Description Quantum Technology showcase 2018 
Form Of Engagement Activity Participation in an open day or visit at my research institution
Part Of Official Scheme? No
Geographic Reach International
Primary Audience Third sector organisations
Results and Impact Annual quantum technology showcase, where we dislayed work on our MEMS gravimeters
Year(s) Of Engagement Activity 2018
 
Description Quantum teacher conference 
Form Of Engagement Activity Participation in an open day or visit at my research institution
Part Of Official Scheme? Yes
Geographic Reach Local
Primary Audience Public/other audiences
Results and Impact Talked sparked discussion on my core research activities (Gravitational wave astronomy)

Having the opportunity to describe how core research can feed into the societal challenges (e.g. gravity sensing for environmental monitoring or earthquake detection), feeding through STFC global challenge and QT Hub
Year(s) Of Engagement Activity 2015
 
Description Talk at American Geophysical conference 
Form Of Engagement Activity A talk or presentation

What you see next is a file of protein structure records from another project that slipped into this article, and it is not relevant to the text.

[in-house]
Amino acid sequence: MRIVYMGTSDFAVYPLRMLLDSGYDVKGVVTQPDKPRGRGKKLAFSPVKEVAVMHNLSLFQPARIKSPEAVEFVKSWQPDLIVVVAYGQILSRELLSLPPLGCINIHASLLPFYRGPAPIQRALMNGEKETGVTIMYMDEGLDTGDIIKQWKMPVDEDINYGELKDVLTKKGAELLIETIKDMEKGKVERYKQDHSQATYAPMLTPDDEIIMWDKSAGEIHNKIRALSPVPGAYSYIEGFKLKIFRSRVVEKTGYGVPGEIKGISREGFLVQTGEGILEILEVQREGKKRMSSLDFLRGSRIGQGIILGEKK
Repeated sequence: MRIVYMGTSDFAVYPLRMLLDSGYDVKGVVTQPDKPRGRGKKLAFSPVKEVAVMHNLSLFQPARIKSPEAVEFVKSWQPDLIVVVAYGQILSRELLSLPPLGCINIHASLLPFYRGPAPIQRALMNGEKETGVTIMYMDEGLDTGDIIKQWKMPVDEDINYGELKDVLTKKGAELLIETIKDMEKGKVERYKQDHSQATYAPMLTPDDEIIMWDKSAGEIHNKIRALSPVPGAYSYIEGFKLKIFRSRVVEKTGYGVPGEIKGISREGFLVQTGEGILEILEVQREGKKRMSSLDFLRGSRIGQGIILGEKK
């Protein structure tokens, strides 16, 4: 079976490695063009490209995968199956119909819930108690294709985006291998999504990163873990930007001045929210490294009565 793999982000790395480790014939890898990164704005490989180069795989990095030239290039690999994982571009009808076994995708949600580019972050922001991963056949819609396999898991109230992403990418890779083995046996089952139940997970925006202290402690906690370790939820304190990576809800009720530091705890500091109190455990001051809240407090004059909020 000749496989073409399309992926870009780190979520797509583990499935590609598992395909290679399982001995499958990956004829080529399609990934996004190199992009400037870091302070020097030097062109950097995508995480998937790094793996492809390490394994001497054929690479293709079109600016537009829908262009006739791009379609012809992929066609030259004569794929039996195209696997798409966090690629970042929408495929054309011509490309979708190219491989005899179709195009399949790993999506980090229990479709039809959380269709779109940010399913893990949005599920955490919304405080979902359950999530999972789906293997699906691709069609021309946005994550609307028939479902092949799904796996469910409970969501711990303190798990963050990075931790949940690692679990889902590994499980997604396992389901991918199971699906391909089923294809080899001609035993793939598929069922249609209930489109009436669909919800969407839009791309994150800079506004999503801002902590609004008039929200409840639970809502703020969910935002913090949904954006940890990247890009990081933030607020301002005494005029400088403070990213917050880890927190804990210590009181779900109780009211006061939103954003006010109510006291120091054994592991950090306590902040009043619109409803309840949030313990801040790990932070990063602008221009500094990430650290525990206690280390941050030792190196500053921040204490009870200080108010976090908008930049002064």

Part Of Official Scheme? No
Geographic Reach International
Primary Audience Other audiences
Results and Impact Talk at the american geophysical conference
Year(s) Of Engagement Activity 2017
 
Description Talk at Ayr astronomical society 
Form Of Engagement Activity A talk or presentation
Part Of Official Scheme? No
Geographic Reach Regional
Primary Audience Public/other audiences
Results and Impact Talked led to many questions on gravity sensing and precision measuring.

This provided a chance to describe how core research can feed into the societal challenges
Year(s) Of Engagement Activity 2015
 
Description Talk at York astronomical society 
Form Of Engagement Activity A talk or presentation
Part Of Official Scheme? No
Geographic Reach Local
Primary Audience Public/other audiences
Results and Impact Talk at a local astronomical society
Year(s) Of Engagement Activity 2017